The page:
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UEFA’s concussion protocol facing scrutiny after Benjamin Pavard incident

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The way Pavard’s head injury was handled raised serious question marks over UEFA’s concussion protocols.

FBL-EURO-2020-2021-MATCH12-FRA-GER Photo by MATTHIAS HANGST/POOL/AFP via Getty Images

After the way the French medical staff handled Benjamin Pavard’s head injury during their 1-0 win over Germany from his collision with Robin Gosens, UEFA is now coming under intense scrutiny for not properly following their own concussion protocols (DW).

After the collision occurred, Pavard was only assessed for a few moments before exiting the pitch and then being allowed back on to finish the match. He’s since admitted that he was legitimately knocked unconscious for around 10-15 seconds immediately after Gosens’s leg made blunt contact with the side of his head, which was serious cause for concern, especially after what had happened with Denmark’s Christian Eriksen last weekend, collapsing on the pitch due to cardiac arrest.

Peter McGabe, who is chief executive of Headway, the brain injury charity, described the situation as “another example of football authorities failing to protect the short and long-term health of a player.” He continued by saying, “We have continuously been told that football’s concussion protocols are fit for purpose and that temporary concussion substitutes are not necessary. But…it is simply not credible to suggest that concussion could not be ‘suspected’ or a possible consequence of the impact.”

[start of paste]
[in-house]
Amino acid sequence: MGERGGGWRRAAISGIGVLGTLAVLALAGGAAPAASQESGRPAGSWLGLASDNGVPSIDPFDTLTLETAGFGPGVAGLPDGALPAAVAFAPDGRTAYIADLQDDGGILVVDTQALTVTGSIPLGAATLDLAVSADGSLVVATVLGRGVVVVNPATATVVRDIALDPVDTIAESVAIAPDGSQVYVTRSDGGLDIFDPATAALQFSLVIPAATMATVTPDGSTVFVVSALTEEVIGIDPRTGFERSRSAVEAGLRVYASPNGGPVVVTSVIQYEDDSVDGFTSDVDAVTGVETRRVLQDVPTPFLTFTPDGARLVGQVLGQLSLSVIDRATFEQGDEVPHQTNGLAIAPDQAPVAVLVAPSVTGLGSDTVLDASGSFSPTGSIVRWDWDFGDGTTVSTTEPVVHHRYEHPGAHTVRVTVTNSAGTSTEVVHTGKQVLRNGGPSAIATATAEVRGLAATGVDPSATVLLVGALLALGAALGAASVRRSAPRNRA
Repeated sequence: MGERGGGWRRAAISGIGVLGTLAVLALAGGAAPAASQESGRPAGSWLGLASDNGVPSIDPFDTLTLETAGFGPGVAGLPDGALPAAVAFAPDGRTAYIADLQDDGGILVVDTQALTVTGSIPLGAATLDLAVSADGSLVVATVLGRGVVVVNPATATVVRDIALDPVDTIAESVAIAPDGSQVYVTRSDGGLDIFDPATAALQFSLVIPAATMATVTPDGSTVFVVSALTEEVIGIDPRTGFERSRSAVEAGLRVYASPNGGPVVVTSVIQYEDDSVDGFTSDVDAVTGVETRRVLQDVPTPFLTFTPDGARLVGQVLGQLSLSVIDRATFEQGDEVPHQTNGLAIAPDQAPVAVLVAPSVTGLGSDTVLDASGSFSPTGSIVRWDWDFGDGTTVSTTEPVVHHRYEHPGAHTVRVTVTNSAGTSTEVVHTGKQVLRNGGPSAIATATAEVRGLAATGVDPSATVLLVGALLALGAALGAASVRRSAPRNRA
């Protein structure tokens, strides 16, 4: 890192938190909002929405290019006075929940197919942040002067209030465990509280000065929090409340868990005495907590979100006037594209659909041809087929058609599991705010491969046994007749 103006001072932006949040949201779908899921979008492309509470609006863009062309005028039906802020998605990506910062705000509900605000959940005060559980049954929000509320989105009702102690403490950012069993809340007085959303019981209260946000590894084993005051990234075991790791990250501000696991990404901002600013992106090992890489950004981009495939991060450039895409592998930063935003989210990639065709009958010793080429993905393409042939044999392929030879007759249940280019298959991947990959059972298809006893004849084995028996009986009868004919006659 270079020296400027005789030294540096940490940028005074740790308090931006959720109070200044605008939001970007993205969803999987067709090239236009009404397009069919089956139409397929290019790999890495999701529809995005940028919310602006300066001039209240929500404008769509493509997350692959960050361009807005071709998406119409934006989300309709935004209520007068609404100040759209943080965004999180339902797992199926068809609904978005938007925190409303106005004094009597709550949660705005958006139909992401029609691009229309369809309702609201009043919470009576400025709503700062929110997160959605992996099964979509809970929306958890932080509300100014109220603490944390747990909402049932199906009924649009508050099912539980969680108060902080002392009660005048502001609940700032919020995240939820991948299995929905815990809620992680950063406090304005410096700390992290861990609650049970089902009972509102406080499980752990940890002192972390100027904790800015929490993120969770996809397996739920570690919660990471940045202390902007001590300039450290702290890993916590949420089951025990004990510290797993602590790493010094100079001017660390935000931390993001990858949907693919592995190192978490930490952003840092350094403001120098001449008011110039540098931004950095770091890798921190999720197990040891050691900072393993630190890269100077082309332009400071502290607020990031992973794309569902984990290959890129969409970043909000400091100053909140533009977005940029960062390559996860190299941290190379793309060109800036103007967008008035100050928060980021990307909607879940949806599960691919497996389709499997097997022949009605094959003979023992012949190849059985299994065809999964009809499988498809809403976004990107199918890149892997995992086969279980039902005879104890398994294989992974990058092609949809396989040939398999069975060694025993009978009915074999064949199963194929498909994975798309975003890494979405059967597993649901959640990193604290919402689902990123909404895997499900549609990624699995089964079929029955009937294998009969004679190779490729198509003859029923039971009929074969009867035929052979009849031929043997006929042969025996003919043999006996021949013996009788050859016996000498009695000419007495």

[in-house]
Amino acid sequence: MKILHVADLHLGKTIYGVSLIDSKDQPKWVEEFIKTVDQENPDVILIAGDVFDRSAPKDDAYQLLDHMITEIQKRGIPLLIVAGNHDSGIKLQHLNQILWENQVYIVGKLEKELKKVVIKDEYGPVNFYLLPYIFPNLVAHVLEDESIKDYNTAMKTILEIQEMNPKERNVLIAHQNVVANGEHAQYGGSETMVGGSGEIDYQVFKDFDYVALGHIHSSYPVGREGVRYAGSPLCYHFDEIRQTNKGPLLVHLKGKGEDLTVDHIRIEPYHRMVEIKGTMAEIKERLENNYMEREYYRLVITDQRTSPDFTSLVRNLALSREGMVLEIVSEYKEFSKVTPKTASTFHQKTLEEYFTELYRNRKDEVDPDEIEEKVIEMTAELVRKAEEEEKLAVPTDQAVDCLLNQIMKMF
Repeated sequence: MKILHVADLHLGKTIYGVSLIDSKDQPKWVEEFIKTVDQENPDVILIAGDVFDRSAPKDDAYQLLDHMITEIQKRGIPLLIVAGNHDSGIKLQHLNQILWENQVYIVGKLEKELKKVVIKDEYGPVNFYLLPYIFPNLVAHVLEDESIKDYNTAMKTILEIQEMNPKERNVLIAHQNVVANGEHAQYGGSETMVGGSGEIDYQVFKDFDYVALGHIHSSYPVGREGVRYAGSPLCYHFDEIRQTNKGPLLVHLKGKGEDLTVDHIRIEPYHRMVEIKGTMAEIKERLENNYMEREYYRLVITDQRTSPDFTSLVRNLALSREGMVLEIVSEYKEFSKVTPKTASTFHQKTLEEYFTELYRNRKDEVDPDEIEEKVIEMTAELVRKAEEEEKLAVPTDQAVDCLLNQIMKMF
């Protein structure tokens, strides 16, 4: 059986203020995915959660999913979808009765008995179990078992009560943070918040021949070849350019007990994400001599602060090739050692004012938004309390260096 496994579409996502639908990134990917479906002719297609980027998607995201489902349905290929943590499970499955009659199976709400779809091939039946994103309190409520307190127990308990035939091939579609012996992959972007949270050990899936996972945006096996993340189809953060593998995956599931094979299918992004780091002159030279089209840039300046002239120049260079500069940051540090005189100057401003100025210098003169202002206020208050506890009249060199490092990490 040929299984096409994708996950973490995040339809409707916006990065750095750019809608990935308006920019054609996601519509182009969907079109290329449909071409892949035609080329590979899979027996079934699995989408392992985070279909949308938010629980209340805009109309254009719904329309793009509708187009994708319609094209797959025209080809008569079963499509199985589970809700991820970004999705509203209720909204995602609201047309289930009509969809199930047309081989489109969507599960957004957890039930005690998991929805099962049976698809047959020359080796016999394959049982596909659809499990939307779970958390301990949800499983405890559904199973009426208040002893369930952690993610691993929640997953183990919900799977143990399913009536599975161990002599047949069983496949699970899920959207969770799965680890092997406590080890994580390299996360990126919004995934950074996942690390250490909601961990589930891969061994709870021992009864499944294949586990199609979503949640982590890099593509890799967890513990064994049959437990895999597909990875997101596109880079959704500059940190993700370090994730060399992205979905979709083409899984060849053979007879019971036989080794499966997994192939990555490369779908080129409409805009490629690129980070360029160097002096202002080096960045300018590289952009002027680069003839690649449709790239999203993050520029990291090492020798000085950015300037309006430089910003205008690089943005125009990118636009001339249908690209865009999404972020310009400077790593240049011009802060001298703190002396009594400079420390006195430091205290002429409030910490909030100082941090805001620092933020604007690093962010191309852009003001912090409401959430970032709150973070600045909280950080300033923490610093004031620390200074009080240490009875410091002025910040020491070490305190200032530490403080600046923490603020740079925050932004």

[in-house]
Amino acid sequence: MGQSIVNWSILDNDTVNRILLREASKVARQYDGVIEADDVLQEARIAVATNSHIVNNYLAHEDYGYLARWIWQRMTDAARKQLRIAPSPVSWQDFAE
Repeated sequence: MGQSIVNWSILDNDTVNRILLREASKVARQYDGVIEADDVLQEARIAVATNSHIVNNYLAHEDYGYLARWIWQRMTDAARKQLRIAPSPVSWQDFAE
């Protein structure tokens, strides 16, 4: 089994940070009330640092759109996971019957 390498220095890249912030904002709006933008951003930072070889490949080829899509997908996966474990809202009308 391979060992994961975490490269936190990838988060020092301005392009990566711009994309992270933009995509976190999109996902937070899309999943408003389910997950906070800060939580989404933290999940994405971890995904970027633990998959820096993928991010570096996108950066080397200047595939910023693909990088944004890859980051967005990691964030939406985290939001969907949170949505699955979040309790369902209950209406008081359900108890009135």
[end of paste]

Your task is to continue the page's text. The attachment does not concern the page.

Of course, after Raul Jimenez’s concussion and fractured skull suffered via a nasty collision with Arsenal’s David Luiz, the Premier League in England introduced a concussion substitutes rule where teams could sub off players to be assessed for concussions, whether they’ve already made all their allowed subs or not. This is something that UEFA has not yet adopted, though all 24 nations participating in the Euros signed an agreement for a charter to take more serious measures to providing the proper care for players who experience concussions or had injuries on the pitch prior to the tournament kicking off.

Upon close inspection of the Pavard incident, McGabe said that he felt the referee was rushing France’s medical staff to get off of the pitch so that play could resume, though it is unclear at this point what specific communication there was between the middle official and France’s medical team.

Regardless, McGabe feels this just strengthened the call for a concussion substitute rule so that players and be thoroughly and properly assessed. “It appeared that the referee was attempting to speed up the medical team and usher them and the player off the pitch, rather than allowing them the time they needed to assess the seriousness of the injury. The way this incident was handled was sickening to watch. Why is it so hard for football to accept it has got this wrong and follow the example set by other sports by introducing temporary concussion substitutes? UEFA has to come out and immediately explain how it was allowed to happen and what action it will now take to ensure something similar does not occur in the future,” he said.

UEFA has already come out and said that they are going to investigate the incident to determine whether there should be a potential suspension for Gosens, though he seemed to be genuinely trying to get on the end of Joshua Kimmich’s cross. FIFPRO has also released a statement probing UEFA as to why they had not followed the concussion charter that was signed by all nations ahead of the tournament itself.

For Pavard’s sake, thankfully, he appears to be alright despite not receiving the proper treatment when the incident occurred. He trained with the rest of the French squad Wednesday and today as they prepare for their match against Hungary.